We see, now, with Mary’s eyes – eyes which are always open to the presence of God in the glory of the Son.  Peter, at the Transfiguration event, wanted to build three tents so that the experience could be prolonged.  Mary has already become tent – tabernacle – for the Word, and invites us to do the same.  The passing moment of the Transfiguration must give way – so that each of us can gaze upon the Word who is always before us, inviting contemplation in word and sacrament.  

The Institution of the Eucharist

Christ’s great gift of himself, the abiding memorial, completes the Mysteries of Light.  The sacrament of Christ’s Body and Blood has rightly been called the source and summit of our Christian lives.  Everything flows from it, and everything finds its highest point in it.  

When Christ did this for us he gave the command “do this in memory of me”.  As a Jew – and this will have been shared by those with him who celebrated that peculiar Passover meal – to speak of ‘memorial’ at that moment will have been, and remains, a very specific calling to mind and action.  To do so, to celebrate memorial, is to call to mind the very action which Christ performed and to enter into it completely.  The Jewish family celebrating Passover enter into and experience that night of deliverance from slavery into freedom, when God inetrevens to save in a way never done before.  That saving action transcends and remains.  Christ’s action was and is God’s definitive salvific act of intervention in our history – it is therefore an action which occurs in time, so that we can fully experience it, and yet transcends time, because it remains God’s action, and God is above time as the only one who “experiences” time as “now”.  It is an act which is done once because it need not be repeated – the once is complete, without beginning or end.  So, when we do this in his memory we enter into that one and complete action and yet it is done there in our celebration.  It is never a repeat of what Christ does, nor is it simply commemoration.  It is God-event into which we enter.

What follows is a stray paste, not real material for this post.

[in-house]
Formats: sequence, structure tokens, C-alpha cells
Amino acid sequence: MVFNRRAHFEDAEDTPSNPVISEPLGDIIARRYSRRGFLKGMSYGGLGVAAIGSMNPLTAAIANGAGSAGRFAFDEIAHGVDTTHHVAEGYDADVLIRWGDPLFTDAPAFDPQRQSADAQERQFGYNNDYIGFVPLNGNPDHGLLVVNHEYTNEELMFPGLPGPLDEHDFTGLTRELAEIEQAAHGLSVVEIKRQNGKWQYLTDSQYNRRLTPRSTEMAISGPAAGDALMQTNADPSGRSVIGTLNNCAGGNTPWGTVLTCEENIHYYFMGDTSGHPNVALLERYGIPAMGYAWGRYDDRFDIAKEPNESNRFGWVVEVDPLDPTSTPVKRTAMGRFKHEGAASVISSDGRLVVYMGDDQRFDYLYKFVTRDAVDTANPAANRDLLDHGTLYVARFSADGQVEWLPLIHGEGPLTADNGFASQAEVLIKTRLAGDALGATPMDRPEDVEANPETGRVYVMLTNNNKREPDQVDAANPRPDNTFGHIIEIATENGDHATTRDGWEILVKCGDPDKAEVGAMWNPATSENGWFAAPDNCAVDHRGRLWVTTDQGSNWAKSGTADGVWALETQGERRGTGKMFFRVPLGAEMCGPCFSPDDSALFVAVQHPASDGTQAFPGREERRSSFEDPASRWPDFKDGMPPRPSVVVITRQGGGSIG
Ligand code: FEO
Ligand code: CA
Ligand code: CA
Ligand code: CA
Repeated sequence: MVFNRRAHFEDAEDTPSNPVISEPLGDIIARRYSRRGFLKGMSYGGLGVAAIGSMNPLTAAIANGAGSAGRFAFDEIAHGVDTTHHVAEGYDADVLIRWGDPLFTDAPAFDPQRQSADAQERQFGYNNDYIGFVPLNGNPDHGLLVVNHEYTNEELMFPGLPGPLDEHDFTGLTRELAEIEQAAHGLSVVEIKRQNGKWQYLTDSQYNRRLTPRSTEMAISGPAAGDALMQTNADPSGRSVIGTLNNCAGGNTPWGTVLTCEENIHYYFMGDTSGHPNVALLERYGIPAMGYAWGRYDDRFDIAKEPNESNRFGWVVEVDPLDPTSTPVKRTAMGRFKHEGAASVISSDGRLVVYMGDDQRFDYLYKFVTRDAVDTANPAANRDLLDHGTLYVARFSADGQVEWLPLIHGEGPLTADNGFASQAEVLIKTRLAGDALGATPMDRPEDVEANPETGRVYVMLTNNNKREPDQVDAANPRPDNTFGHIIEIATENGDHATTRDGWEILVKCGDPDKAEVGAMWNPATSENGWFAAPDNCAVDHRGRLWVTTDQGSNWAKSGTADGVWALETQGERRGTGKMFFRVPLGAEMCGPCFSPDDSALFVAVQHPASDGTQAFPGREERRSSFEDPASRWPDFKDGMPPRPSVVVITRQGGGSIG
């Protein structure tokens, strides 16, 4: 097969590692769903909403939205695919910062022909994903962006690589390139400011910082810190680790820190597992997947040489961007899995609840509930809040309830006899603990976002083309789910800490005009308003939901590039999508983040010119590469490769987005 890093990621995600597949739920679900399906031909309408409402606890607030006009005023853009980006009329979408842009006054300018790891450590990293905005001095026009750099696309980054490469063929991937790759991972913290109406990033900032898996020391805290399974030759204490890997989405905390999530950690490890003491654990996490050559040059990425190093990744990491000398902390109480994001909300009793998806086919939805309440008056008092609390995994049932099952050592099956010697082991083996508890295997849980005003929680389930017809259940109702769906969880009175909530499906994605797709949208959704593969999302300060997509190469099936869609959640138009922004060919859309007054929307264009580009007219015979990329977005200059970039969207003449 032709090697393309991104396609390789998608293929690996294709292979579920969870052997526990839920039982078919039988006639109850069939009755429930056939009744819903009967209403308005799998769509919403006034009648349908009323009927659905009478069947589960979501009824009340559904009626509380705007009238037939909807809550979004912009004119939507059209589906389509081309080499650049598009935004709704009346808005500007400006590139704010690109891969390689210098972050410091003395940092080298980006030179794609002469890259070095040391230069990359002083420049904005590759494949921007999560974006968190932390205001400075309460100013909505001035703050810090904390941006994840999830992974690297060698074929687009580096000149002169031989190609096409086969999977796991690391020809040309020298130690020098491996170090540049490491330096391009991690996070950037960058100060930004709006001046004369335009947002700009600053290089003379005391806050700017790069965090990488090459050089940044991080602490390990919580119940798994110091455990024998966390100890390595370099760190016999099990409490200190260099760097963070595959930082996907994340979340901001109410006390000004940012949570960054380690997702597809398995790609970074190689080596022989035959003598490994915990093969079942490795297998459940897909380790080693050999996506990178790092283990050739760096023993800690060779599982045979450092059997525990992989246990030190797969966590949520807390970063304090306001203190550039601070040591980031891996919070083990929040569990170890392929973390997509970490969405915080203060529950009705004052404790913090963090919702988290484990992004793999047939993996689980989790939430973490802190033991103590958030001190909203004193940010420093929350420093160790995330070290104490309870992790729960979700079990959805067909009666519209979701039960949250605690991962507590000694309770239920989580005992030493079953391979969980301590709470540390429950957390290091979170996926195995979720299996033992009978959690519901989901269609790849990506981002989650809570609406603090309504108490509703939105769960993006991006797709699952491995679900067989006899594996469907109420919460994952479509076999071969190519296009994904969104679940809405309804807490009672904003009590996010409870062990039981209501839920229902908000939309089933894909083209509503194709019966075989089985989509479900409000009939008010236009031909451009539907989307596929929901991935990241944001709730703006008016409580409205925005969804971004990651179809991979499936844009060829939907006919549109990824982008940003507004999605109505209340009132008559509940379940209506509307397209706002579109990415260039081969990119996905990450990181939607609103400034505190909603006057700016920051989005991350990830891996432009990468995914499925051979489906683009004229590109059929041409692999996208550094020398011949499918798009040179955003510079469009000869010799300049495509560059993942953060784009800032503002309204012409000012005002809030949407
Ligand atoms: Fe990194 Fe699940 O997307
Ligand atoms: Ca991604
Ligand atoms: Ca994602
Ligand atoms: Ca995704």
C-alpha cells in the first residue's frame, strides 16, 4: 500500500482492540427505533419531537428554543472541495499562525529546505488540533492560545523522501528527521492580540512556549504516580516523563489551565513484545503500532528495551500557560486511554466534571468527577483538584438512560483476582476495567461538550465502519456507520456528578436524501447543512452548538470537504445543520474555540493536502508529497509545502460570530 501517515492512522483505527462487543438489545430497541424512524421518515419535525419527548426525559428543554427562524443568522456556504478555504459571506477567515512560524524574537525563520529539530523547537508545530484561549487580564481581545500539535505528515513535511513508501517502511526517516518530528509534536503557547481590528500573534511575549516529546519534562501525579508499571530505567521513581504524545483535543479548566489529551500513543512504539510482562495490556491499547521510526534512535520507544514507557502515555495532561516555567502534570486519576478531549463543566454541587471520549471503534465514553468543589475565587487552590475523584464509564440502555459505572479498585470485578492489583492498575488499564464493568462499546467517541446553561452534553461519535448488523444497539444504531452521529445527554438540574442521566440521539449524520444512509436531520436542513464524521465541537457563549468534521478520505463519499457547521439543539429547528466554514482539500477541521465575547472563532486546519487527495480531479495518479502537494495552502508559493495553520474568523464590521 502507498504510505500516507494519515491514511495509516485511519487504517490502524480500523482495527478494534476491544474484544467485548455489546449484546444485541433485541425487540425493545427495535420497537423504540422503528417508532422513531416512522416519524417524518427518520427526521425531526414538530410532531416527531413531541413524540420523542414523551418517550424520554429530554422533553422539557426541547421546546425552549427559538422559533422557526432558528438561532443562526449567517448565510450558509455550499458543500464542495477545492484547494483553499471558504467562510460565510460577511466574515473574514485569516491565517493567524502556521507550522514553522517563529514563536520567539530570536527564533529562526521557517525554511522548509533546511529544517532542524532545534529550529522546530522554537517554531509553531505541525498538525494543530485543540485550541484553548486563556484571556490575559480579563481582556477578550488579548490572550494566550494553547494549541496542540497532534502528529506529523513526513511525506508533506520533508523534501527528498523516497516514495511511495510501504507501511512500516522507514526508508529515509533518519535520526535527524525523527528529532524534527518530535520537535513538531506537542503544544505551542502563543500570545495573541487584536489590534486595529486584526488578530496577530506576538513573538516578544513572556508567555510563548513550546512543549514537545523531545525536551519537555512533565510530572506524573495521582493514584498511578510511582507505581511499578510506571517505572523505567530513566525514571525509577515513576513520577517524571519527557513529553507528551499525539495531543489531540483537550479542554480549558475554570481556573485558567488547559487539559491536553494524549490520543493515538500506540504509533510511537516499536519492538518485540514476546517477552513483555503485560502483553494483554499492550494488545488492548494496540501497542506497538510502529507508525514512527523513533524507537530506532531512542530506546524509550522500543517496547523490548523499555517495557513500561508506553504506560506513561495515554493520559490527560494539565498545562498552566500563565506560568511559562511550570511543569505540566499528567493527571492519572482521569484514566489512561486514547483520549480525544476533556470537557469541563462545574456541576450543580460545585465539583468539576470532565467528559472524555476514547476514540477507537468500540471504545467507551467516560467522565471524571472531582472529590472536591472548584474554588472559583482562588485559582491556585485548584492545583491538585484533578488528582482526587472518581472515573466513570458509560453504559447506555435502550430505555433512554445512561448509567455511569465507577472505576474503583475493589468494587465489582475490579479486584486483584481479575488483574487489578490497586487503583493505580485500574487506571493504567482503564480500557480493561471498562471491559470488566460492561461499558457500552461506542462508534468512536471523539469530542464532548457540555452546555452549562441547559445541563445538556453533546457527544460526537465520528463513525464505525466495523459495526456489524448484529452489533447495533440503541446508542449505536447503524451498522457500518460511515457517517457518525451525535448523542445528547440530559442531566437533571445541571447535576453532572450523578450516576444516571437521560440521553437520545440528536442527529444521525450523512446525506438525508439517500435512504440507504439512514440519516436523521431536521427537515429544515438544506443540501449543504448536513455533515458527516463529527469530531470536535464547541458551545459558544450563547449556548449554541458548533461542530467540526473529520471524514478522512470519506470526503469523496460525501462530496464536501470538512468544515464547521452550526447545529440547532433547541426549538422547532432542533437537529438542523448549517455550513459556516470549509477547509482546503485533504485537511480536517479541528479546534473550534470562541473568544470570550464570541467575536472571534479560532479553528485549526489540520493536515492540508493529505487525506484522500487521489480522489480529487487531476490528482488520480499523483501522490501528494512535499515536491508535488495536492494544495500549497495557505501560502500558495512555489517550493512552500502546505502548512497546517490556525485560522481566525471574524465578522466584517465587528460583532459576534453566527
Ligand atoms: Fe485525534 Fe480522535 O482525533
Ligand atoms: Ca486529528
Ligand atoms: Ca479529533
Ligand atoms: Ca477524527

The Eucharist constitutes us as the People of God and the Body of Christ, a people called into new covenant with God and established as Church.  Since it is intimately and wholly joined to the Paschal event of Christ’s Passion, Death and Resurrection, it is complete in itself and complete in the plan of salvation – in it, the mystery of the Incarnation is made complete in the mystery of faith.  For Mary this is, in many ways, the interpretive key for her mystery, since she too is completely at the service of the Incarnation and the Paschal Mystery, a witness to both by her very participation.  The Word, in that moment when he came to be conceived in her, took his flesh from her flesh, and now and always, in the Eucharistic sacrifice,  gives us his flesh and blood so that we can be one with him.

-Part of our ‘Mary Most Holy’ series-